Five Steps to Create a Progressive, Student-Centered Classroom
By Mark Barnes
A student-centered classroom is built on autonomy and the elimination of traditional teaching practices. The student-centered classroom operates on collaboration, project-based learning, technology integration, and plenty of conversation between students and teachers about learning. Here are five steps to building a remarkable student-centered classroom.
1. Create ongoing projects. The ongoing project plays an essential role in promoting mastery. The key to ongoing projects is to provide plenty of project choices that enable students to demonstrate what they are learning. Many objectives or standards can be met in one well-crafted project that allows students to decide what the final product looks like. The ongoing project stimulates the workshop environment that is the foundation upon which the student-centered classroom is built.
2. Integrate technology. In today’s digital world, it doesn’t matter if your classroom is filled with computers; students have them in the palms of their hands. Mobile learning is no longer the wave of the future; it’s the present. Learners will be more engaged in any activity or project if they can choose from the hundreds of amazing, free web tools that provide excellent platforms for presenting, curating, and sharing information. When students have an array of exciting web tools at their disposal, they become eager to participate in almost any class activity.
3. Replace homework with engaging in-class activities. The research on the effectiveness of homework ends up on both the pro and con sides. Most studies that support assigning homework suggest that it increases grades in class or on tests. Whether this is true or not is irrelevant. Measuring achievement with grades and test scores is a false barometer of learning because all the control in these areas is in the hands of the teacher, and there is no place for control in a student-centered classroom. With engaging, ongoing projects that are driven by interactive web tools, students produce more in class, making homework obsolete. Best of all, when not faced with “do-this-and-do-it-my-way” assignments, students become eager to complete the projects that they have created and choose to do schoolwork outside of class. This autonomy breeds learning for the sake of learning—one of the best parts of the student-centered classroom.
4. Eliminate rules and consequences. The workshop environment of a bustling student-centered classroom encourages a pursuit of learning that allows little time for disruption. Set the tone from the first day of the school year by eliminating all discussion of rules and consequences. Explain that your learning environment is built on mutual respect and a quest for knowledge, so there won’t be time for any behavior issues. Keep activities engaging, and behavior will never be an issue.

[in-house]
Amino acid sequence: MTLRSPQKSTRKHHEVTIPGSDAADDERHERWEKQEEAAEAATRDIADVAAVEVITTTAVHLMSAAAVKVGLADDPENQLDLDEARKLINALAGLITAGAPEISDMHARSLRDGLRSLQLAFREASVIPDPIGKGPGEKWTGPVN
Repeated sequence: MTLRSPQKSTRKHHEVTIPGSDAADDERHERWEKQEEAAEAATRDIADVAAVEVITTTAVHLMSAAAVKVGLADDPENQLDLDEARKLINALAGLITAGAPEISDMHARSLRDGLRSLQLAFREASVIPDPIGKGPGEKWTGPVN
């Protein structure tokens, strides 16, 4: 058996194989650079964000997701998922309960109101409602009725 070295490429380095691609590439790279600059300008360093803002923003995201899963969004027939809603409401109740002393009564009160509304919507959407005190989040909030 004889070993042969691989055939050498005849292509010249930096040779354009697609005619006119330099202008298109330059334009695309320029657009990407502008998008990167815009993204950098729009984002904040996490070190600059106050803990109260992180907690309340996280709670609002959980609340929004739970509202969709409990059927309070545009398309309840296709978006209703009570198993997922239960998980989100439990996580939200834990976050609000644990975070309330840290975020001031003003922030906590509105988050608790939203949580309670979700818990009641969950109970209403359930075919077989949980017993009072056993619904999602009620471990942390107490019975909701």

5. Involve students in evaluation. Numbers, percentages, and letters on activities, projects, and report cards say little about learning. A student-centered environment thrives through the use of narrative feedback that follows a specific formula and encourages students to resubmit assignments that do not demonstrate mastery. This approach relies on reciprocal feedback between the student and the teacher. Involving students in conversations about their learning not only builds trust, but also helps them become critics of their own work, which is a remarkable part of the amazing student-centered classroom.
If you teach in a student-centered classroom, how does it differ from traditional learning? If your classroom is a traditional one, what fears do you have about converting to a student-centered learning environment?
Mark Barnes is a 20-year classroom teacher and creator of the Results Only Learning Environment (ROLE), a progressive, student-centered classroom that eliminates all traditional teaching methods, including grades. While transforming his classroom into a ROLE, Barnes has also revolutionized K–12 web-based instruction by bringing private student websites into his classroom—an extension of school into cyberspace. Barnes has developed five online courses on digital strategies for educators, taught through two accredited colleges in Ohio. A popular speaker and presenter, Barnes is also a Discovery Educator Network STAR Educator and has been honored for his work in education technology. You can learn more about Barnes’ book or purchase a copy of Role Reversal.